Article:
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Open Access Articles- Top Results for Candidatus Carsonella ruddii

Candidatus Carsonella ruddii

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Candidatus Carsonella ruddii
Scientific classification
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This page is a soft redirect. Candidatus Carsonella ruddii
Thao et al. 2000

Candidatus Carsonella ruddii is an obligate endosymbiotic Gamma Proteobacterium[1] with one of the smallest genomes of any characterised bacteria.[2]

Endosymbiosis

The species is an endosymbiont that is present in all species of phloem sap-feeding insects known as psyllids.[3][4] The endosymbionts occurs in a specialised structure known as the bacteriome.

Genome

In 2006 the genome of Ca. C. ruddii strain Pv (Carsonella-Pv) of the hackberry petiole gall psyllid, Pachypsylla venusta, was sequenced at RIKEN in Japan and the University of Arizona. It was shown that the genome consists of a circular chromosome of 159,662 base pairs and that it has a high coding density (97%) with many overlapping genes and reduced gene length. The number of predicted genes was 182, also the lowest on record (NCBI-Genome). In comparison, Mycoplasma genitalium, which has the smallest genome of any free-living organism, has a genome of 521 genes. Numerous genes considered essential for life seem to be missing, suggesting that the species may have achieved organelle-like status.[2]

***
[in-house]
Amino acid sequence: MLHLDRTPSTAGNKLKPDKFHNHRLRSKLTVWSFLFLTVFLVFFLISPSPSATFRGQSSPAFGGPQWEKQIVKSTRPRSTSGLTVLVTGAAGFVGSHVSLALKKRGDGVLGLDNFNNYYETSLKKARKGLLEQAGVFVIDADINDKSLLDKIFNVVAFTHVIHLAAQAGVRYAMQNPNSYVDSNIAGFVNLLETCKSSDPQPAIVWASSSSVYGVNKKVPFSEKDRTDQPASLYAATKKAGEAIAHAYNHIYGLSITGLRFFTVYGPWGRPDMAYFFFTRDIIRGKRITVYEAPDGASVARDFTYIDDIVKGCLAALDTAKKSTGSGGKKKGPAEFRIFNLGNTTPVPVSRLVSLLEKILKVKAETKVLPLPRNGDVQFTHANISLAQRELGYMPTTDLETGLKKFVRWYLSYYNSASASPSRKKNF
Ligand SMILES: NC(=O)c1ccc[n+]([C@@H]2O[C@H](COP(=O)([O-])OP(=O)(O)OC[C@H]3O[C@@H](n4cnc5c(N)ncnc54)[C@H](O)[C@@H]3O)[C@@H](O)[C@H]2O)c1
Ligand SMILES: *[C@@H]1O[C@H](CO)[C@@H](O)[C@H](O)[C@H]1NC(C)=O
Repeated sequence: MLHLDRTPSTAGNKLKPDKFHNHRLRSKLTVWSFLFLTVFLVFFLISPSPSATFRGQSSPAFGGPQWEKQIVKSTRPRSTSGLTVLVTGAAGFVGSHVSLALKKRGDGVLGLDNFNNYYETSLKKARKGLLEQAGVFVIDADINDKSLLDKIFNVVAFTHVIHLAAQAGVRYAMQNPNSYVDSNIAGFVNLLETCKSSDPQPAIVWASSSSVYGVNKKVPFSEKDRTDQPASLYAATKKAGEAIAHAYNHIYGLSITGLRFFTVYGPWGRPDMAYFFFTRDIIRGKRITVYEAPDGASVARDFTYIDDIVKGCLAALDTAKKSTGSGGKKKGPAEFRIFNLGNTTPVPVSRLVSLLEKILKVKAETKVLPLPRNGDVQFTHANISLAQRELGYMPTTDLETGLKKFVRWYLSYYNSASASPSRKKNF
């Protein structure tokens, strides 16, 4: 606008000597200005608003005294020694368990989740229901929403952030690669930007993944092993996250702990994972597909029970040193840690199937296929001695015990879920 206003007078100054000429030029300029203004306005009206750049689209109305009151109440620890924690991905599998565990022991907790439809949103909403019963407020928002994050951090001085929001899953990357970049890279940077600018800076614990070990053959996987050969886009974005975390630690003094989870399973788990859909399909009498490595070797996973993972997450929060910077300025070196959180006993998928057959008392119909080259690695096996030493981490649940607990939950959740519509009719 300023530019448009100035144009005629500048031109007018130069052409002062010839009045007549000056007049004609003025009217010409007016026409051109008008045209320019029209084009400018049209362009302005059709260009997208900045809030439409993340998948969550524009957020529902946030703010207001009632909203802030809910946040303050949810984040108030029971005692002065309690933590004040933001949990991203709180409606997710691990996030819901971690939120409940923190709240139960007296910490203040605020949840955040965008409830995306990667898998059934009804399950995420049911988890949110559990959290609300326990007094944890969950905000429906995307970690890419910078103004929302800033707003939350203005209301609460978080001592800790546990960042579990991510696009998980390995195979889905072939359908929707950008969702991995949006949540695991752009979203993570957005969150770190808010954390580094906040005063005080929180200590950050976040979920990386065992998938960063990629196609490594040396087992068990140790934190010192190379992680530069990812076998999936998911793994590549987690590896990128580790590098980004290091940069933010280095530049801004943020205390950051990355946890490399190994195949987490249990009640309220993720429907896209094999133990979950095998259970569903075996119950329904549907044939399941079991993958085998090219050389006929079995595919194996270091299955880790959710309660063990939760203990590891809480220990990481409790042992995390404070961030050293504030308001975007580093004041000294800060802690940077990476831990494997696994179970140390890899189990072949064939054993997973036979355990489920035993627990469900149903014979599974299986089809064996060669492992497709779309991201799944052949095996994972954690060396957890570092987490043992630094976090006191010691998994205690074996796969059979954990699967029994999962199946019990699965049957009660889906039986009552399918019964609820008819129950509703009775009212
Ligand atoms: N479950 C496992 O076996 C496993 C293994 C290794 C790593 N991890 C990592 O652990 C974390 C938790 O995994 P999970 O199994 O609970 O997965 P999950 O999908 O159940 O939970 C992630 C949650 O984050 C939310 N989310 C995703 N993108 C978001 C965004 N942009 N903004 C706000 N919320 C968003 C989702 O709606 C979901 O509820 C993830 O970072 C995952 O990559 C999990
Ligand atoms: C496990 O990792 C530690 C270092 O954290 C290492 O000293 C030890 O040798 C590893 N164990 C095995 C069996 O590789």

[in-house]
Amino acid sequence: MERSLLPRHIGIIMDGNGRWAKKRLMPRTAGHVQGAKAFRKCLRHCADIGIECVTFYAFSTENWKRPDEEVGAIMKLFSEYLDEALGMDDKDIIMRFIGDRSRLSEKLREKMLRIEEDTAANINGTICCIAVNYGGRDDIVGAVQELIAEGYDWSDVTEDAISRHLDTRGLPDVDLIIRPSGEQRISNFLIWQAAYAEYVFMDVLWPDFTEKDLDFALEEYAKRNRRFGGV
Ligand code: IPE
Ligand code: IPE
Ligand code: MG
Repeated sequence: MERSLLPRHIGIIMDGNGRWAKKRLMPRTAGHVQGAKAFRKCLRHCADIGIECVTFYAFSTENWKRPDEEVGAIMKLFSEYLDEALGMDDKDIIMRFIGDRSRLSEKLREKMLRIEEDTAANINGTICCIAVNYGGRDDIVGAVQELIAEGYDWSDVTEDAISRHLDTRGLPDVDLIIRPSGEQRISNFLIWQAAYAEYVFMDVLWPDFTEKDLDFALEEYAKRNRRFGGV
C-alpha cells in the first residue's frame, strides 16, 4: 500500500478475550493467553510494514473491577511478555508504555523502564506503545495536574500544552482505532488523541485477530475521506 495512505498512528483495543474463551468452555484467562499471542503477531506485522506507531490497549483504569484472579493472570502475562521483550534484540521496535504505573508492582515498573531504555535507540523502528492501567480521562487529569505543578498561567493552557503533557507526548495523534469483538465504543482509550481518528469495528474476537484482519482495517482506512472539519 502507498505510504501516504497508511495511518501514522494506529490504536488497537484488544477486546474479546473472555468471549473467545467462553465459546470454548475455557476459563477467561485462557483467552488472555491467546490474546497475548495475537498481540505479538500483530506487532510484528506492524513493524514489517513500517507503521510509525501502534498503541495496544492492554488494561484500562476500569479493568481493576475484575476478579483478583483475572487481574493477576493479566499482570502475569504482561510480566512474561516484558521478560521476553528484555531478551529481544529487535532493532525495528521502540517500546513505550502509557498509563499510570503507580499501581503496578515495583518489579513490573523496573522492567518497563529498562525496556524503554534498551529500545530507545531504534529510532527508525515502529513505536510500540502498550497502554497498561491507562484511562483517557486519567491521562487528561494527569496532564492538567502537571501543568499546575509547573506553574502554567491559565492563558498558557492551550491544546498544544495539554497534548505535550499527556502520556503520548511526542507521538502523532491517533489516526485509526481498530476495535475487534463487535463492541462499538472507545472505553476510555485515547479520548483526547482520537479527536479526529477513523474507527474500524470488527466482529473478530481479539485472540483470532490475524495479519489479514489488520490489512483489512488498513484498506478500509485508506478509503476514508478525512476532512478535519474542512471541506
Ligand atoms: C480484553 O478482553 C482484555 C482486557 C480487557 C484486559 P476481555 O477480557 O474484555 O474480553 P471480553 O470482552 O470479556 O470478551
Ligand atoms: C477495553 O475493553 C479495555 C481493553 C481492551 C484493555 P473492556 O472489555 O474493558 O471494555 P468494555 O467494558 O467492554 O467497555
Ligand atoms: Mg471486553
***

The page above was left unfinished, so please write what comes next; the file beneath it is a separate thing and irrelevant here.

At the time of its sequencing, C. ruddii was thought to have the smallest genome of any characterized bacterial species.[5] Nasuia deltocephalinicola is now considered to have the known smallest bacterial genome (112kb).[6]

C. ruddii and related species appear to be actively undergoing gene loss.[7]

References

  1. ^ Spaulding, A. W. and C. D. von Dohlen. 1998. Phylogenetic Characterization and Molecular Evolution of Bacterial Endosymbionts in Psyllids (Hemiptera: Sternorrhyncha). Molecular Biology and Evolution 15(11):1506-1513
  2. ^ a b Nakabachi A, Yamashita A, Toh H, Ishikawa H, Dunbar H, Moran N, Hattori M (2006). "The 160-kilobase genome of the bacterial endosymbiont Carsonella.". Science 314 (5797): 267. PMID 17038615. doi:10.1126/science.1134196. 
  3. ^ Thao, M.L. 2000. Cospeciation of Psyllids and Their Primary Prokaryotic Endosymbionts. Applied and Environmental Microbiology 66:2898-2905
  4. ^ Thao, M.L. 2001. Phylogenetic analysis of vertically transmitted psyllid endosymbionts (Candidatus Carsonella ruddii) based on atpAGD and rpoC: comparisons with 16S-23S rDNA-derived phylogeny. Current Microbiology 42:419-21 PMID 11381334
  5. ^ Moran, Nancy A.; Bennett, Gordon M. (8 September 2014). "The Tiniest Tiny Genomes". Annual Review of Microbiology 68 (1): 195–215. doi:10.1146/annurev-micro-091213-112901. 
  6. ^ Bennett, G. M.; Moran, N. A. (5 August 2013). "Small, Smaller, Smallest: The Origins and Evolution of Ancient Dual Symbioses in a Phloem-Feeding Insect". Genome Biology and Evolution 5 (9): 1675–1688. doi:10.1093/gbe/evt118. 
  7. ^ Sloan, D. B.; Moran, N. A. (19 July 2012). "Genome Reduction and Co-evolution between the Primary and Secondary Bacterial Symbionts of Psyllids". Molecular Biology and Evolution 29 (12): 3781–3792. doi:10.1093/molbev/mss180. 

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